Every underground system seems to have the same smell. A warm blanket consisting of a mix of dust and grease and something vaguely metallic, a smell that you assume must be at least slightly carcinogenic, but then if it was, people wouldn’t go down there right? At least that’s what you think as you get caught up in the silently unimpressed and determined throng hastily descending into the metallic haze.
Due to some fairly poor travel planning, I managed to ride on the Paris Metro, The London Underground and New York’s Subway all within 48 hours of each other, and while each of those systems has vastly different attributes (and multiple lines with differing personalities) that same dusty, greasy, metallic funk permeates each one.
Train after train, sometimes barely a minute apart, day after day, year after year. Endless metal on metal, the weirdly harmonious electric wine as the train rolls to a stop, that pregnant pause before the doors sling open in an audio hail of warning beeps. Those things are also in every city, but unlike that smell, they’re all unique to the city above them.
Other differences include the pre-recorded announcements. London’s authoritative, yet calm and collected female voice wrapping her annunciation around ‘The Bakerloo Line’ contrasted with New York’s comparatively enthusiastic male voice, with its strange mish-mash of American accents that results in an awkward hybrid reminiscent of a time and place from another era that possibly never existed. His gleeful and slightly grandiose warning to, “stand clear of the closing doors, please!” almost sounds as if a part of him is hoping someone gets stuck, and certainly deserves that exclamation mark when written.
But it’s not just him under New York: It’s up to a female voice to inform passengers of upcoming stops. Together they’re like a couple, parents even, guiding you through New York’s sprawling subway, Dad sternly informing you to look out for suspicious packages, while Mum tells you that you’re now arriving at Union Square.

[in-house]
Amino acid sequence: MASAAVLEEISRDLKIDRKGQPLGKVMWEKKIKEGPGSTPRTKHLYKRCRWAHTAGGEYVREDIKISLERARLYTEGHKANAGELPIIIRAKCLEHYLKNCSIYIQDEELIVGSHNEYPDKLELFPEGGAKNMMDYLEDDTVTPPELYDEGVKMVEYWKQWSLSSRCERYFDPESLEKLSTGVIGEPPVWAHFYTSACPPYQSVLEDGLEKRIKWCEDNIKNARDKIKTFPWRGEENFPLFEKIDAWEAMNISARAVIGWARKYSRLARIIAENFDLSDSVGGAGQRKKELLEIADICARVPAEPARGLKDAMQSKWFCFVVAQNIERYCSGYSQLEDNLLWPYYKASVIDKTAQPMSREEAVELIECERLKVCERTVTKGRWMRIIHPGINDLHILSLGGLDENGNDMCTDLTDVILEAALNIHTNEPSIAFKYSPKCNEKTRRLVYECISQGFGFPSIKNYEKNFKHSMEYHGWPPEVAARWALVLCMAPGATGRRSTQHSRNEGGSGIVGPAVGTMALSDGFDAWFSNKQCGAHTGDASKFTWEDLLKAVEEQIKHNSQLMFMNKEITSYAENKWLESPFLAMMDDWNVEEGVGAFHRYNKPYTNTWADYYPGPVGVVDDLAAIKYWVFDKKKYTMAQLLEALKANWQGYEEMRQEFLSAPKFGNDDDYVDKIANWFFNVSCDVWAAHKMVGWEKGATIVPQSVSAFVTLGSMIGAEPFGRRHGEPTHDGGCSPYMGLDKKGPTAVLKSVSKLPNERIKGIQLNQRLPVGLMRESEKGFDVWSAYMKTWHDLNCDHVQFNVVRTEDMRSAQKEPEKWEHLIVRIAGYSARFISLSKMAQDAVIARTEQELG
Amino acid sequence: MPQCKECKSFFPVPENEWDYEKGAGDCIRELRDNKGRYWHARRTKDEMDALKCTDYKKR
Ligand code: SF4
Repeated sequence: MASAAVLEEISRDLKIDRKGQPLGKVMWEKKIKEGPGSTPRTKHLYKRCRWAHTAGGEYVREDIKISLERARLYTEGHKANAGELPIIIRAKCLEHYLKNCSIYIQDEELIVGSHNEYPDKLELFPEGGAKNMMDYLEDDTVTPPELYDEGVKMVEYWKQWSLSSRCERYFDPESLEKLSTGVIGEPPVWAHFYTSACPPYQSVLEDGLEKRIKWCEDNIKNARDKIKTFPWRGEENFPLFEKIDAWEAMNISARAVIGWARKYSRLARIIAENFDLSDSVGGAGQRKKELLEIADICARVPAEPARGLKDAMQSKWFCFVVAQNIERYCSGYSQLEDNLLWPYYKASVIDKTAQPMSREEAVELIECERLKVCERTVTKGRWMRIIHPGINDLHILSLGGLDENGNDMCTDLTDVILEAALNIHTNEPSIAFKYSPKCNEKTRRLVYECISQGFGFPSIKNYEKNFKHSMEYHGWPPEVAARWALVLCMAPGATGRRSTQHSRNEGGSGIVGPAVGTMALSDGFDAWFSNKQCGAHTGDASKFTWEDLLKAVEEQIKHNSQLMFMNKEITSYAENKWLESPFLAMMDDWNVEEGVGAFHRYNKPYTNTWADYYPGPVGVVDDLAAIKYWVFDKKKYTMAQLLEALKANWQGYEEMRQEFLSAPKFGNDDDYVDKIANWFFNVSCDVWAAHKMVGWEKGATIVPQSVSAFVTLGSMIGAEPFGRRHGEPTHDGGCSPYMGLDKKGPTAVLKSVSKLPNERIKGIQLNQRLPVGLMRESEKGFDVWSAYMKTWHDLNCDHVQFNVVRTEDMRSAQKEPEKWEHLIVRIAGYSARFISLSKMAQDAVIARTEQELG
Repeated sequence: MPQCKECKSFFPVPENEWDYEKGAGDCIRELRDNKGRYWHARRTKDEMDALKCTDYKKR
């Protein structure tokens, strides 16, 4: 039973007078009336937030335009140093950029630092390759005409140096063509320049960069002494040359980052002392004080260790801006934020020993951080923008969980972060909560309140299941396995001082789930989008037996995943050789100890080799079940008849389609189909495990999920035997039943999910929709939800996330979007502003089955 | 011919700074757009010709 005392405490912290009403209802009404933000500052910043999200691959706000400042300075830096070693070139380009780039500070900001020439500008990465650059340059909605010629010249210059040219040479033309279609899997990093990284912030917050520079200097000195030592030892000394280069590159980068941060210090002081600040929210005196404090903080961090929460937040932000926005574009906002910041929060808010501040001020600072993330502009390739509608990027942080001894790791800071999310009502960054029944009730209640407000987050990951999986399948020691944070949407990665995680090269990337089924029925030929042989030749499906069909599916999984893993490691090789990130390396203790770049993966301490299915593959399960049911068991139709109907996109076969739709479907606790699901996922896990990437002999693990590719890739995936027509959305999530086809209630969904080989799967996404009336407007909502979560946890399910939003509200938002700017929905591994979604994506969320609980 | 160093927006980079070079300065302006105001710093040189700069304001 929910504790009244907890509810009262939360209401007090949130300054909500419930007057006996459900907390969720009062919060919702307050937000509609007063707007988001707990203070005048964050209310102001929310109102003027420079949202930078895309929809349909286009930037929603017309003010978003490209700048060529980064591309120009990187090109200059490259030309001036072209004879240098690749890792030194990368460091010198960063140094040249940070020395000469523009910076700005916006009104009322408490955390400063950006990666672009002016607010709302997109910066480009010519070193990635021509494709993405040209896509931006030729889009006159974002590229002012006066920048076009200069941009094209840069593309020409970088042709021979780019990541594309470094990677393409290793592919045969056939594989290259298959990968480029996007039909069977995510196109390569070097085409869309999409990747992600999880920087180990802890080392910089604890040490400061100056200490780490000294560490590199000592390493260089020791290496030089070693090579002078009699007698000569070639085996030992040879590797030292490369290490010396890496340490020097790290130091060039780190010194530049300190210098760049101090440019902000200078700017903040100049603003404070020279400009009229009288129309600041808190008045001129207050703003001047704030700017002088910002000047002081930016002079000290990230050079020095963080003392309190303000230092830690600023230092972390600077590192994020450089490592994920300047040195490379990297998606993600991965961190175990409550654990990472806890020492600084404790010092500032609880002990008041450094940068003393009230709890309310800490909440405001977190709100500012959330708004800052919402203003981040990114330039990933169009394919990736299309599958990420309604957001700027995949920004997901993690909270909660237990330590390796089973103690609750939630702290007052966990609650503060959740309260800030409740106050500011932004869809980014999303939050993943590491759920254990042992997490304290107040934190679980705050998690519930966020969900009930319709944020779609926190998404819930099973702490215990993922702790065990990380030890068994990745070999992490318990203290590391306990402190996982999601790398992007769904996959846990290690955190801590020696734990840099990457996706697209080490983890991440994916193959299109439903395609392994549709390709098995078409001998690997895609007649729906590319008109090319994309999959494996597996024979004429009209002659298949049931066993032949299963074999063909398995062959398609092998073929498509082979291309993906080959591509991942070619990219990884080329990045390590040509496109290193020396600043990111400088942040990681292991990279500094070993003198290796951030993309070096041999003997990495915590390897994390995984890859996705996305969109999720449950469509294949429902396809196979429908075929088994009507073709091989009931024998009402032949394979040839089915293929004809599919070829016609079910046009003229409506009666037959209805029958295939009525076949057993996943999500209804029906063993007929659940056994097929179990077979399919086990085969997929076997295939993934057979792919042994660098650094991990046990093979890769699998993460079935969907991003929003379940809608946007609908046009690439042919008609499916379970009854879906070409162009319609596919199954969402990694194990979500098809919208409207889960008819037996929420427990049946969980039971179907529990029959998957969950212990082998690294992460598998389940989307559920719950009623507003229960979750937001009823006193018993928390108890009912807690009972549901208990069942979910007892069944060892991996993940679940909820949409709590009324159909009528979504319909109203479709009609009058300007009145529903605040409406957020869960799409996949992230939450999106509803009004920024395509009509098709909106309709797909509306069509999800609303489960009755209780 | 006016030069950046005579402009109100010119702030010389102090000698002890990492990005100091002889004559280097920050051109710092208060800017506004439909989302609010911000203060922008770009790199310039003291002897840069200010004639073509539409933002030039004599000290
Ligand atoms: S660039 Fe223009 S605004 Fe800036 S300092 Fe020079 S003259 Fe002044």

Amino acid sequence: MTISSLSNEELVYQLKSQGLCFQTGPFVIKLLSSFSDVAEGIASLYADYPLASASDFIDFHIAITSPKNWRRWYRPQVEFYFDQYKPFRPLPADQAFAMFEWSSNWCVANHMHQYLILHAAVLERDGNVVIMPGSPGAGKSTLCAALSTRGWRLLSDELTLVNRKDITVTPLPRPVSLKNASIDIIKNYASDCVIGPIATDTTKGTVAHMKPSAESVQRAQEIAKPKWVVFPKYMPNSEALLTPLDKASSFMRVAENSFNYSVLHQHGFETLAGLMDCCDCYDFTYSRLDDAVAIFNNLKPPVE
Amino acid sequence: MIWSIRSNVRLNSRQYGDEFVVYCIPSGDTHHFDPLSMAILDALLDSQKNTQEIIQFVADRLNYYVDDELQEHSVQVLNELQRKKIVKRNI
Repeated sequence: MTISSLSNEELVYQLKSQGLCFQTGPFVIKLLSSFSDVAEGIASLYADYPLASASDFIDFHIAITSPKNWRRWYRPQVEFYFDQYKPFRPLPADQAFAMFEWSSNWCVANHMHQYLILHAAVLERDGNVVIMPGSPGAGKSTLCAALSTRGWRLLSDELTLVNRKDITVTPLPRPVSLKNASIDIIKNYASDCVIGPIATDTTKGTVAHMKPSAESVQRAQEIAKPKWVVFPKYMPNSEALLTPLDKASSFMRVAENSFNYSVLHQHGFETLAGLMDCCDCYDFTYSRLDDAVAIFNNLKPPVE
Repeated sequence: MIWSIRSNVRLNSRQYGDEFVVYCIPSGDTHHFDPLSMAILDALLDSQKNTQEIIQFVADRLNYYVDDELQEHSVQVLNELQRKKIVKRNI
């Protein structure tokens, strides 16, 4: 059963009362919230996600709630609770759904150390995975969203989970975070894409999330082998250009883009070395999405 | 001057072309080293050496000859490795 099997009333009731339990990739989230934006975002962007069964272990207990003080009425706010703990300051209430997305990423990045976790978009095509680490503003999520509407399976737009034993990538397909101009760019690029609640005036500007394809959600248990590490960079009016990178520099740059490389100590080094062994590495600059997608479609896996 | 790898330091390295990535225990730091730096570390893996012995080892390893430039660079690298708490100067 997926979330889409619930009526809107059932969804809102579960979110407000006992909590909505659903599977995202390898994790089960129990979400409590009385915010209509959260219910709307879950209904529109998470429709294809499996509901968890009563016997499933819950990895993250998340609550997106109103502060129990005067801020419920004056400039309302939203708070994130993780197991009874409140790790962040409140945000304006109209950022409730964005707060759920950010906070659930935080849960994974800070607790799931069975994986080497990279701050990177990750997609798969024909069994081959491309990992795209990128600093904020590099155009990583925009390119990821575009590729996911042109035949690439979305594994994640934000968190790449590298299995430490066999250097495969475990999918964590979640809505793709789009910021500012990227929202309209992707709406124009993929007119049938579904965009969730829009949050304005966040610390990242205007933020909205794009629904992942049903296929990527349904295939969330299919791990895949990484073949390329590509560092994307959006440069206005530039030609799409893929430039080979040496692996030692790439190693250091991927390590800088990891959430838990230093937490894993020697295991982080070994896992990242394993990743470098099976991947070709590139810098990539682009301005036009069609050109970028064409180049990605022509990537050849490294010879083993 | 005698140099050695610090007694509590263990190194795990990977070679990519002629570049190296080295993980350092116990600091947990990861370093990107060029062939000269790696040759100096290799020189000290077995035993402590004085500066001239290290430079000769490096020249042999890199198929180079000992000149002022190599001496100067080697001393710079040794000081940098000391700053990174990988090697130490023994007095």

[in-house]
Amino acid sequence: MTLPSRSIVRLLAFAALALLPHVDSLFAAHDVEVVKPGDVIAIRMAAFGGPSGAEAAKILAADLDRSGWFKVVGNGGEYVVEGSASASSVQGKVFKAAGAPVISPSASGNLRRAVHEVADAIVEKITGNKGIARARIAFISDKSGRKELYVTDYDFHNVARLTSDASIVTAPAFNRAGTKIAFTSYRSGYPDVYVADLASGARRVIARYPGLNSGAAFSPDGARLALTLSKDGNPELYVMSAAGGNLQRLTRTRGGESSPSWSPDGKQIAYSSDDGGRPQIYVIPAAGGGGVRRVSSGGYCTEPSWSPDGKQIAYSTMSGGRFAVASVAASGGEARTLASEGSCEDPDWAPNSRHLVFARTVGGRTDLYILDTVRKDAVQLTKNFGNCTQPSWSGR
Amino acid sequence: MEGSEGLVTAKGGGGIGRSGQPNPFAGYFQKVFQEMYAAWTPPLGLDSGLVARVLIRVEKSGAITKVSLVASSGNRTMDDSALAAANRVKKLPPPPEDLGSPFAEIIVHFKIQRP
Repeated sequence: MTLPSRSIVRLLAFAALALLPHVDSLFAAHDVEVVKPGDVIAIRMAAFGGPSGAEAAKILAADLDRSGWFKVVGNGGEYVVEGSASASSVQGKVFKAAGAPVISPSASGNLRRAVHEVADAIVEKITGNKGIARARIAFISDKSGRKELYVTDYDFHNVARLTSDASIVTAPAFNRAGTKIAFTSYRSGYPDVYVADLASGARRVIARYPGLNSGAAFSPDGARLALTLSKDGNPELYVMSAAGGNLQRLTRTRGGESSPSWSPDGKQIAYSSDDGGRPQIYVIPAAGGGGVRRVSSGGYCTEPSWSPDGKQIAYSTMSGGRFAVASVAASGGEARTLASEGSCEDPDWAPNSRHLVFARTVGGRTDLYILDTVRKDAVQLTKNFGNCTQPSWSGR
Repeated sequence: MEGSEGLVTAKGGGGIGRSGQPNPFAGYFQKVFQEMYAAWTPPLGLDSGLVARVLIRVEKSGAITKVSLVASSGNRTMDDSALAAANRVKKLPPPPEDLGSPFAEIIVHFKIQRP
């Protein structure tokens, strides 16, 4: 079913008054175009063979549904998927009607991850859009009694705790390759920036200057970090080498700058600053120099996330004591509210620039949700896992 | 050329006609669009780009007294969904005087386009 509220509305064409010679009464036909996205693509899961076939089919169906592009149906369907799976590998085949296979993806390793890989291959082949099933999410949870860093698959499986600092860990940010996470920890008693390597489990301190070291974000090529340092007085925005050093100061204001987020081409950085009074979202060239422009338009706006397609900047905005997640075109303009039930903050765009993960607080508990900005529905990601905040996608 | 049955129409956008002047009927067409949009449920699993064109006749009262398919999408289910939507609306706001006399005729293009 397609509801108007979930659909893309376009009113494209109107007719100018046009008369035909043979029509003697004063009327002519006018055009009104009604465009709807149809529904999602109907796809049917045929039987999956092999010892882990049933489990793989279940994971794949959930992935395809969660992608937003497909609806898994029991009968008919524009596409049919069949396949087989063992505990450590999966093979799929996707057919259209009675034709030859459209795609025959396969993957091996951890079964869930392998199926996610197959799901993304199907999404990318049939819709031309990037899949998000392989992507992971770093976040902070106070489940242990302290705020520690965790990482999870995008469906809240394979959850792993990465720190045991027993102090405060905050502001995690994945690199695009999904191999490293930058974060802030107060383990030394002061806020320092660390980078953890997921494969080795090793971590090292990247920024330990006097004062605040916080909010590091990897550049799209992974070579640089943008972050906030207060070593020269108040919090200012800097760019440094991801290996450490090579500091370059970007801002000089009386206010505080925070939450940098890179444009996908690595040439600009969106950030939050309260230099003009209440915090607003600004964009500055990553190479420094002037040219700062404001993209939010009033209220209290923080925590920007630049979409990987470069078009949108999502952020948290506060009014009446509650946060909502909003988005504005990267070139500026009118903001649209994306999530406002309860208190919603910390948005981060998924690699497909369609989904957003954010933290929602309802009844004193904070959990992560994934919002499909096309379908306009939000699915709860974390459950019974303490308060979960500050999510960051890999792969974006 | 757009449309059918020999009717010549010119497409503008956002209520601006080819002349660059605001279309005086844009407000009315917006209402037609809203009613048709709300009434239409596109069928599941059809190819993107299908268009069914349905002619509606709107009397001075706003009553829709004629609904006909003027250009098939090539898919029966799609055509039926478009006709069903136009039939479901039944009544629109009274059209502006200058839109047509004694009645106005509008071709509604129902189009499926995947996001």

And then there are the maps: London’s iconic, rational grid of coloured lines that bear no resemblance to the actual distances involved, resulting in tourists catching three different trains, only to arrive four blocks away in real distance, subsequently making the movement of locals appear as if they’re bending time and space by comparison.
Meanwhile, New York’s grid, arguably iconic as London’s tube map, provides the means of navigation, this, coupled with the fact that subway lines are named by individual letters and numbers, makes a set of written directions look more like a complex algebraic equation. When the list of connecting lines at upcoming stations are announced, it sounds more like an episode of play school, where today, we’ll be learning the letters M… L… N… Q… and… R.
I could go on, the seating for example: The now ubiquitous and profoundly utilitarian wooden bench seats in New York, versus the sparsely placed, minimalistic seating of the Paris metro, versus London’s complete lack of seating, all in a way, give a glimpse into the personality of their respective cities sprawled out above them.
And it’s the ultimate source of that personality that makes for the most interesting aspect of underground systems. Marveling at the unspoken movement of masses of people, all knowing exactly when and where to stand, when to walk and which way to go, makes pausing to check a map feel as if you’re the literal spanner in the works, screwing up the seamless, choreographed flow of commuters as they push sideways past you, expressing their disdain for tourists with well timed groans and scoffs.
Their practiced movement through the system essentially casts them as human parts to a massive transit machine. What’s interesting is that those human parts sometimes start taking on decidedly non-human forms, like the way the last few commuters who cram into the door of London’s Northern Line during peak hour, expertly (and probably subconsciously) mould their bodies into a shape that perfectly mimics the profile of the bent doors wrapping over the carriage, so that they can slide closed unobstructed.
Somewhere along the way I’d overheard that the conditions in the London Tube were below the minimum requirements for the transport of livestock. I have nothing to back that claim up, but after traveling the Northern Line during peak hour on a particularly humid summer day, with a mass of half conscious robots playing human Tetris, I wouldn’t be at all surprised if it were true.
The only way to really survive that particular train is to get yourself to the small open window at the end of the carriage, and stand close enough to get the slight rush of air coming through it, and it’s there that you’ll get that smell. That identical smell that’s in every city, born of electrical circuits and metal sparks and years of dust, blasted relentlessly through the tunnels with each passing train, where it then lingers around each station, welcoming the robotic, collectively automated crowd of commuters, train after train, day in, day out.